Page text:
british rule in India

Five Good Things Britishers Introduced in India

The British rule in India was undoubtedly a treacherous one that lasted for almost two centuries. We were exploited to the worst possible extent in all aspects by the English. Our wealth looted, our leaders prisoned, our men tortured, and our nation crippled. However, the English invasion of our nation did not fail to benefit us in some ways. Every coin has two sides. Well, in this case, only one side of the coin happens to remain predominant, let us not completely ignore the other tiny side.
Here it is! Keep reading.

1. The Language

We were taught ENGLISH! Though this was done to meet their personal needs, it also served as a platform of communication in a country as multilingual as ours. People across the length and breadth of India, who had reserved languages of their own, could communicate with each other, share ideas, and fight for a common cause. Well, it is not every day that you find a person from South speaking Hindi, is it? And so, a common language was needed.

Okay, would you ask what good that is to the present generation? Well, how else do you reckon we could understand Harry Potter or any of Hercule Poirot’s mysteries? Wooh…Hooh…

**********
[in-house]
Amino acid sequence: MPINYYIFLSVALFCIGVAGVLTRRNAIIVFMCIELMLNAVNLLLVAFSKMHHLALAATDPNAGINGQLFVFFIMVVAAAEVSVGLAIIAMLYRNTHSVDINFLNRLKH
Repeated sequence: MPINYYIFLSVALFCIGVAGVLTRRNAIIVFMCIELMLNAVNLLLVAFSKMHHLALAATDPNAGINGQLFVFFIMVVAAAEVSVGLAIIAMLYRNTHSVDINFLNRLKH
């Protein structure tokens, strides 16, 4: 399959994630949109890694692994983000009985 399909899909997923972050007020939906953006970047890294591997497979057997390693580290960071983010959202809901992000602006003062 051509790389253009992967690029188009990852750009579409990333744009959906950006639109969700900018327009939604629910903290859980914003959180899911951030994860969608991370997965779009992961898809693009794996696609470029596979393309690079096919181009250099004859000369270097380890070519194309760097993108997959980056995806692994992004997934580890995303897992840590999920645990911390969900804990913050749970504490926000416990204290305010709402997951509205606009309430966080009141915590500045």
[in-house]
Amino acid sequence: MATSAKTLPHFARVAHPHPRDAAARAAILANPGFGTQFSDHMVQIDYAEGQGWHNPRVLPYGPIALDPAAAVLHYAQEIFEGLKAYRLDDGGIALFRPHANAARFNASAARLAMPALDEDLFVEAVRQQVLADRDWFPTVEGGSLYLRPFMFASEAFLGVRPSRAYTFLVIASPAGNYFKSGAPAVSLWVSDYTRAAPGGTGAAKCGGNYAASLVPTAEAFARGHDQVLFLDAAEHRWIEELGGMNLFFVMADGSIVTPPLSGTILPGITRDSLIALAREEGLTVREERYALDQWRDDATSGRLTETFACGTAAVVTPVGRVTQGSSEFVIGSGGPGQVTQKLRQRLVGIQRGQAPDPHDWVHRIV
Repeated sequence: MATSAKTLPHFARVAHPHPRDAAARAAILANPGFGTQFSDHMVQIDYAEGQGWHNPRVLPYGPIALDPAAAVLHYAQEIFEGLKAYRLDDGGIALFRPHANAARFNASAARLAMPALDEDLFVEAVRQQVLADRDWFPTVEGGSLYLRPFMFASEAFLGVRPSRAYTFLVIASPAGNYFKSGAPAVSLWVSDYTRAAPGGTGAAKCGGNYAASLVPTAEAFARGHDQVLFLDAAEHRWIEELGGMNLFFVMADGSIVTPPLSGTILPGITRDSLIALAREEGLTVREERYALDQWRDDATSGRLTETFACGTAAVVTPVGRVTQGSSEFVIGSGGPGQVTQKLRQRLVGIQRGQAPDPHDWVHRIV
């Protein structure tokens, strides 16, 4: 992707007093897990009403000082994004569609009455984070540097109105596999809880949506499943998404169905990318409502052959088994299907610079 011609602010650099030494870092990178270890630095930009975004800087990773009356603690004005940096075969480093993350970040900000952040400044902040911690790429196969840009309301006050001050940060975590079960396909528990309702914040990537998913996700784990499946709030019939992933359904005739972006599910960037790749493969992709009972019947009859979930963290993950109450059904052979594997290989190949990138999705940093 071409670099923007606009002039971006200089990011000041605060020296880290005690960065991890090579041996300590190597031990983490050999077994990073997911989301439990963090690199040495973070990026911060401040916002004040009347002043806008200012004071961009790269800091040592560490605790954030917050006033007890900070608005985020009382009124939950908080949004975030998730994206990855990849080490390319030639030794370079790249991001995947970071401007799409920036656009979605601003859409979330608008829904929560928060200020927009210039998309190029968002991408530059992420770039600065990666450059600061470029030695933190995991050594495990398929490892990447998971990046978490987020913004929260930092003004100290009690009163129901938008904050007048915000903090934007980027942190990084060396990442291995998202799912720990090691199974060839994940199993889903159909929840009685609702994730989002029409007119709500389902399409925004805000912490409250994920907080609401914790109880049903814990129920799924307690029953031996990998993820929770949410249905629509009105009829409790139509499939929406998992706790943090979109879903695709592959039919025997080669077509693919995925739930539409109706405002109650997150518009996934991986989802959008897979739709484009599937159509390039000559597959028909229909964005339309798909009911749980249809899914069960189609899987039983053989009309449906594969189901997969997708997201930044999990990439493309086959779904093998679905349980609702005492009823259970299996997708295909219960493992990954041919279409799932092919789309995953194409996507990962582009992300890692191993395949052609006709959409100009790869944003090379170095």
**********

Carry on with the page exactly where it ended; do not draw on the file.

2. Unification Of Several Princely States

Remember the days when there were many small kingdoms, instead of one big chunk of a country? Oops…! Since you are reading this, it is obvious that you don’t. Yes, what we see today on the map as India was once a cluster of empires – the Mahrattas, the Kakatiyas, the Pandyas, the Kalingas, the Nizams, the Mughals, etc. It was the English who actually unified all these princely states and brought them under one rule.

3. Introduction Of Railways

This again was done for their personal interests, but it was advantageous to our leaders who traveled all over the country and mobilized the masses. The first such passenger train in India ran between Bombay and Thane on April 16, 1853.


4. An End To Aristocracy

The advent of Western Education had been a major blow upon the then prevalent social norms, where education was a gift only to people belonging to the upper classes. Though the Brahmin gurus and Muslim Maulvis of the time strongly opposed the growth of missionary schools and
learning centers established by the British, it ruled out the notions that education should belong only to aristocrats, and made sure it belonged to people from all sects of society.

5. Abomination Of Certain Practices.

The government issued stringent laws that abolished practices like Sati and child marriages. Our good old ancestors objected these bans as well, claiming that their religion was being intruded by the English only to be replaced by the Christian faith, failing to realize that such practices were nothing but superstitions that broke the harmony in our society. Though some intellectual minds like those of Raja Ram Mohan Roy and Dayananda Saraswati fought for the
abomination of such social evils, the passage of laws that
criminalized them hastened the movement.

Image Sources: Pexels

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